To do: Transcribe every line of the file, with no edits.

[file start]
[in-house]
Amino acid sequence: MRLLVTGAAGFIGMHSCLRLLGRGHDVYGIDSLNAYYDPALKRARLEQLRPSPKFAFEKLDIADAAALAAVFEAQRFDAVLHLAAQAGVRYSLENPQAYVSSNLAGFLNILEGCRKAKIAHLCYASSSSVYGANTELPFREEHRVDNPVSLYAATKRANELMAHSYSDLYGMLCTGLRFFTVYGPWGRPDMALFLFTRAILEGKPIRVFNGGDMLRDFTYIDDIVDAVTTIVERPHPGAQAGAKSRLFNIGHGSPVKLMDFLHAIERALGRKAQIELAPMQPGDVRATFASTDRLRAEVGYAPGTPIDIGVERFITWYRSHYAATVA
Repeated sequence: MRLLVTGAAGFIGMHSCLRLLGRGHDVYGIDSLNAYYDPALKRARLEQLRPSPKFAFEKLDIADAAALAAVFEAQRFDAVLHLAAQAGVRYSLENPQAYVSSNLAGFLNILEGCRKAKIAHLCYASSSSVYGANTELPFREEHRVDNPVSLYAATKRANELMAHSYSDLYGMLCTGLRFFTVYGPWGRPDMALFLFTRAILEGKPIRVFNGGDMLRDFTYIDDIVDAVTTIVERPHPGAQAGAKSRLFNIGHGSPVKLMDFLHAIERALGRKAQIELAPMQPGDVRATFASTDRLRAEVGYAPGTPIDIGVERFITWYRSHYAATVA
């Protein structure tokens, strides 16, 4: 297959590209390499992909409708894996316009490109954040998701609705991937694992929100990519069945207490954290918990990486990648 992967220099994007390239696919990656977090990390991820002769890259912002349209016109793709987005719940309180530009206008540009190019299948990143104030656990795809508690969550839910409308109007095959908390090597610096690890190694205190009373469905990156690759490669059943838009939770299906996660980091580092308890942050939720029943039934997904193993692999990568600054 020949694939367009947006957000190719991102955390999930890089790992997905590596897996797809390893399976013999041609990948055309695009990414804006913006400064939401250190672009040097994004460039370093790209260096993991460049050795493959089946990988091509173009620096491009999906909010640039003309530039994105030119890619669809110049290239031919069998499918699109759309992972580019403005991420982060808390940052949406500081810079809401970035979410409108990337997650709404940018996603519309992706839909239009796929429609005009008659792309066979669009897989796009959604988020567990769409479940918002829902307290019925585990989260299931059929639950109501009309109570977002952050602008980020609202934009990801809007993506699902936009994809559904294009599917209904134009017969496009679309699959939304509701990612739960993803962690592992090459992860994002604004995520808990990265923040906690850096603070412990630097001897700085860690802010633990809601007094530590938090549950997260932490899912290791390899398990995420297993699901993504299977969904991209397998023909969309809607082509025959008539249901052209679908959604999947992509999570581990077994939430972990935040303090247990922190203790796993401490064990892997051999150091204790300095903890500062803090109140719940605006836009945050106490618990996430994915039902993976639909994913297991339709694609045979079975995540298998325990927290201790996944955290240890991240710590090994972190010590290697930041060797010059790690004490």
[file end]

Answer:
[in-house]
Amino acid sequence: MRLLVTGAAGFIGMHSCLRLLGRGHDVYGIDSLNAYYDPALKRARLEQLRPSPKFAFEKLDIADAAALAAVFEAQRFDAVLHLAAQAGVRYSLENPQAYVSSNLAGFLNILEGCRKAKIAHLCYASSSSVYGANTELPFREEHRVDNPVSLYAATKRANELMAHSYSDLYGMLCTGLRFFTVYGPWGRPDMALFLFTRAILEGKPIRVFNGGDMLRDFTYIDDIVDAVTTIVERPHPGAQAGAKSRLFNIGHGSPVKLMDFLHAIERALGRKAQIELAPMQPGDVRATFASTDRLRAEVGYAPGTPIDIGVERFITWYRSHYAATVA
Repeated sequence: MRLLVTGAAGFIGMHSCLRLLGRGHDVYGIDSLNAYYDPALKRARLEQLRPSPKFAFEKLDIADAAALAAVFEAQRFDAVLHLAAQAGVRYSLENPQAYVSSNLAGFLNILEGCRKAKIAHLCYASSSSVYGANTELPFREEHRVDNPVSLYAATKRANELMAHSYSDLYGMLCTGLRFFTVYGPWGRPDMALFLFTRAILEGKPIRVFNGGDMLRDFTYIDDIVDAVTTIVERPHPGAQAGAKSRLFNIGHGSPVKLMDFLHAIERALGRKAQIELAPMQPGDVRATFASTDRLRAEVGYAPGTPIDIGVERFITWYRSHYAATVA
């Protein structure tokens, strides 16, 4: 297959590209390499992909409708894996316009490109954040998701609705991937694992929100990519069945207490954290918990990486990648 992967220099994007390239696919990656977090990390991820002769890259912002349209016109793709987005719940309180530009206008540009190019299948990143104030656990795809508690969550839910409308109007095959908390090597610096690890190694205190009373469905990156690759490669059943838009939770299906996660980091580092308890942050939720029943039934997904193993692999990568600054 020949694939367009947006957000190719991102955390999930890089790992997905590596897996797809390893399976013999041609990948055309695009990414804006913006400064939401250190672009040097994004460039370093790209260096993991460049050795493959089946990988091509173009620096491009999906909010640039003309530039994105030119890619669809110049290239031919069998499918699109759309992972580019403005991420982060808390940052949406500081810079809401970035979410409108990337997650709404940018996603519309992706839909239009796929429609005009008659792309066979669009897989796009959604988020567990769409479940918002829902307290019925585990989260299931059929639950109501009309109570977002952050602008980020609202934009990801809007993506699902936009994809559904294009599917209904134009017969496009679309699959939304509701990612739960993803962690592992090459992860994002604004995520808990990265923040906690850096603070412990630097001897700085860690802010633990809601007094530590938090549950997260932490899912290791390899398990995420297993699901993504299977969904991209397998023909969309809607082509025959008539249901052209679908959604999947992509999570581990077994939430972990935040303090247990922190203790796993401490064990892997051999150091204790300095903890500062803090109140719940605006836009945050106490618990996430994915039902993976639909994913297991339709694609045979079975995540298998325990927290201790996944955290240890991240710590090994972190010590290697930041060797010059790690004490």